The start of March has seen not one, but two artists showcasing their art over at Projector gallery! Featuring the abstract sculptures and colourful, circus-related portraits of Jeremy Lewis, alongside the more earth-toned, multi-textured works of Mike Leblanc, both artists’ works perfectly contrast one another, yet fit so well together alongside each other, to bring it in as one cohesive showcase.
In regards to his different styles, Jeremy had something to say on each – his sculptures depict the beauty that he sees in destruction. Bringing together fragments and pieces of wood, rope, glass, and other various materials, the sculptures are secured together by tape marked “fragile”, possibly to denote the delicate nature of it all, or as a hidden ironic message behind each sculpture– perhaps even both.
Jeremy also dabbles in painting, which he claims isn’t his strong suit – but the way that he depicts each painting, particularly a dual-piece clown portrait (and its painted reflection), goes to show that he has a natural flair for it.
I had the pleasure to get some further insight from both artists, and here’s what each had to say:
What inspired you to become the artist that you are today, particularly in terms of your style/styles?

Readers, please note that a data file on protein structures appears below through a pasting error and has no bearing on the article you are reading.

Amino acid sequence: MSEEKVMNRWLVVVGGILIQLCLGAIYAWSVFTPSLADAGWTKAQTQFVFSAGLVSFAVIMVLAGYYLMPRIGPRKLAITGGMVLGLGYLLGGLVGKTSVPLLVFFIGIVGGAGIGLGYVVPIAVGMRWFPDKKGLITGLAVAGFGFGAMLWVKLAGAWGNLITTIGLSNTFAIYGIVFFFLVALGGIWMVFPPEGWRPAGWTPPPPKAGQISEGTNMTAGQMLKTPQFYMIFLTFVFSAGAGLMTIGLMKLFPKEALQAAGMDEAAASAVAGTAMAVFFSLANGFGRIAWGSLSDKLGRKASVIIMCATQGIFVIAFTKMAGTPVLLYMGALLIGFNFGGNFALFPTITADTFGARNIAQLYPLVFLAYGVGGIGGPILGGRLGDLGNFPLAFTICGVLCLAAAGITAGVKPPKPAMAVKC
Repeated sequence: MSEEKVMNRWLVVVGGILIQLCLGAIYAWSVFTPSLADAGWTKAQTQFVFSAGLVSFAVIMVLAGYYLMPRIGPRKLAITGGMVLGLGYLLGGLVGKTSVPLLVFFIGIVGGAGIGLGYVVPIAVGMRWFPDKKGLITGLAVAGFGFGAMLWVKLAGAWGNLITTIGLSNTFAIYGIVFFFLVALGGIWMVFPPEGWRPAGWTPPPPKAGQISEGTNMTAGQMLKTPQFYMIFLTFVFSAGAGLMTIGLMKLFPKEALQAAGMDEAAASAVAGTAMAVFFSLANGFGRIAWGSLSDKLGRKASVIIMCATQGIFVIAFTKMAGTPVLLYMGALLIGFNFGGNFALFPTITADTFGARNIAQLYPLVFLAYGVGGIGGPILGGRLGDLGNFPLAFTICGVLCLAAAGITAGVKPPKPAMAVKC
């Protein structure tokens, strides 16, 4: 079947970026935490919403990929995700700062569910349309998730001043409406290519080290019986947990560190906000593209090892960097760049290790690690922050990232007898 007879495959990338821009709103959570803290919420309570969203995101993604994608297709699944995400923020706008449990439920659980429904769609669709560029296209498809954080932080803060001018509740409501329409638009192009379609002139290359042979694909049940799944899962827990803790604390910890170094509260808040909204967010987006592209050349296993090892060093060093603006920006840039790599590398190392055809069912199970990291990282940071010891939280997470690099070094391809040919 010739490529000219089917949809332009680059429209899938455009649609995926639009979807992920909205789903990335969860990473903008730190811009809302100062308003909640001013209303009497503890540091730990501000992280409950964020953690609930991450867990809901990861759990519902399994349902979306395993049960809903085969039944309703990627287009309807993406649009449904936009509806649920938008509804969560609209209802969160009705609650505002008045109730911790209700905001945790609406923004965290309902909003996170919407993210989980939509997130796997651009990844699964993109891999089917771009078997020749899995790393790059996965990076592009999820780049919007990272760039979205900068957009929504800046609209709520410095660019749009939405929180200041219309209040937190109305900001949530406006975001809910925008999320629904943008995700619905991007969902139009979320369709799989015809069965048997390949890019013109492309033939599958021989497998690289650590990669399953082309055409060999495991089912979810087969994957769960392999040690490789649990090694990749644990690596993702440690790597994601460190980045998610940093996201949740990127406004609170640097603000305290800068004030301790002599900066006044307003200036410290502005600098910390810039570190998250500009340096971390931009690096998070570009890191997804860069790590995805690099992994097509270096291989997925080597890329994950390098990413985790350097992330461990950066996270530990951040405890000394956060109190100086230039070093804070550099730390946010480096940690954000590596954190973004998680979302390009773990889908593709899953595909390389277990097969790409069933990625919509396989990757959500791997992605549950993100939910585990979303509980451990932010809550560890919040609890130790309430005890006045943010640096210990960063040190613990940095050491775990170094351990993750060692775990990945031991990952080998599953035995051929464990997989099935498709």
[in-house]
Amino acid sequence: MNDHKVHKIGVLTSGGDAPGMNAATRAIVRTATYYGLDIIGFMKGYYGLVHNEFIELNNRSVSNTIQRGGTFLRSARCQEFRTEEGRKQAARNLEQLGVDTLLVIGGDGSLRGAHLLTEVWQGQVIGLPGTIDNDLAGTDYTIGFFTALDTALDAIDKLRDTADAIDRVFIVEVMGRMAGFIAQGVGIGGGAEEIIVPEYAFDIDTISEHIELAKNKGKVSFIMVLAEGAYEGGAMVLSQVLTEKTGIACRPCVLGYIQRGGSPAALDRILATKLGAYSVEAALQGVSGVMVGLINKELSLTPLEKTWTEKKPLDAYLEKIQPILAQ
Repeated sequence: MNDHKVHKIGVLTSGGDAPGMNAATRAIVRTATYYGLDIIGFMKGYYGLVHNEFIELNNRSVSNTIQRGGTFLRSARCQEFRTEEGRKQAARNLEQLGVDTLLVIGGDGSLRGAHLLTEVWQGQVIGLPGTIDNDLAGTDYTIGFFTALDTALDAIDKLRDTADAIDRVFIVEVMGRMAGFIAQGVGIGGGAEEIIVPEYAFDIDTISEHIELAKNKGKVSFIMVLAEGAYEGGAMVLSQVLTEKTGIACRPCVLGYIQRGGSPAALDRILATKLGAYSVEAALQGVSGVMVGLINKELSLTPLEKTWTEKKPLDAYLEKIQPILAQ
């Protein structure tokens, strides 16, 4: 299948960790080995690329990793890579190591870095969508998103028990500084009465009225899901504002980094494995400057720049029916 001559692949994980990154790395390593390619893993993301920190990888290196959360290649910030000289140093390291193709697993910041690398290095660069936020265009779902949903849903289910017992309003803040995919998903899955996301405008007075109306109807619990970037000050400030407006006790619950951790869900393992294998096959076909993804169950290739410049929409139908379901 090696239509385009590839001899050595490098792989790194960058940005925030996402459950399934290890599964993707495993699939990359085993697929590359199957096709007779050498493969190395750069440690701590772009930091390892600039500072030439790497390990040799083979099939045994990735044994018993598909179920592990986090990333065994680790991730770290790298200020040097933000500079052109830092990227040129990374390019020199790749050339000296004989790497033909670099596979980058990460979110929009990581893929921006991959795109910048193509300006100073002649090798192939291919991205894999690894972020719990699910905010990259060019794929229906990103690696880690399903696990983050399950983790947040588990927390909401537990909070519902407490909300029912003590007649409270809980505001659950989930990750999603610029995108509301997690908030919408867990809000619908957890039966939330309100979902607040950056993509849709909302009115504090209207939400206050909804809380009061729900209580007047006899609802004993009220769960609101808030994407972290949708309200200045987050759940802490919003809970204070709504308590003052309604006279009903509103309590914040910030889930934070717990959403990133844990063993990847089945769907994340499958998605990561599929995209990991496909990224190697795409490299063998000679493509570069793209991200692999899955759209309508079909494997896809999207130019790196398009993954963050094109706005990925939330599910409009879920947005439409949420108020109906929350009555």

Michael: Since I can remember, I have been drawing or making art. I used to paint representationally, had some shows of modest success, but then got a bit discouraged and went back to the drawing board. Eventually, I figured out it’s not about whether it’s “good” or not because each person has their own perspective. Some will like it and some won’t. So it became more about the desire to create art because I wanted to, rather than trying to make something good that everyone would like. I became fascinated with the idea that when a viewer is forced to ask themselves “what am I looking at”, one can come up with all sorts of conclusions. I love the idea that any of my newer works can mean anything to someone. When I paint now, it’s much more freeing to find lines organically and render those areas and try to pull some imagery out of nothing. I’m still using techniques that a more literal painter would use; I am also just violently splashing paint on a surface when I feel it’s needed. One quote that I love, but don’t know who said it, is “listen to your art”. I try to live by that.
Jeremy: Art initially was a release for me, a creative release, to vent some pent-up creativity that was certainly being stifled by the commercial industry, in terms of my photography work. So I started painting, and it always had an emotional feel to it, I suppose you could say? And I think that’s just because I want it to be fun.
One of the things I like doing is painting with palette knives a lot, because it’s a little more difficult to control. And you can’t really see what you’re doing, so I like the idea of [applying] the paint to the palette knife, and you give the palette knife the idea, and it gives you the art. In that, I try to incorporate myself as an equal medium in terms of the canvas and the paint. I want to be a collaboration as opposed to me being the artist with this sense of authority over the outcome. I mean, granted in these pieces, that is certainly the case, but after I began painting, I went to Wales to study my MFA (Master of Fine Arts), and at that point, I became very focused on art beyond representation. And that’s where my sculpture work kind of comes in.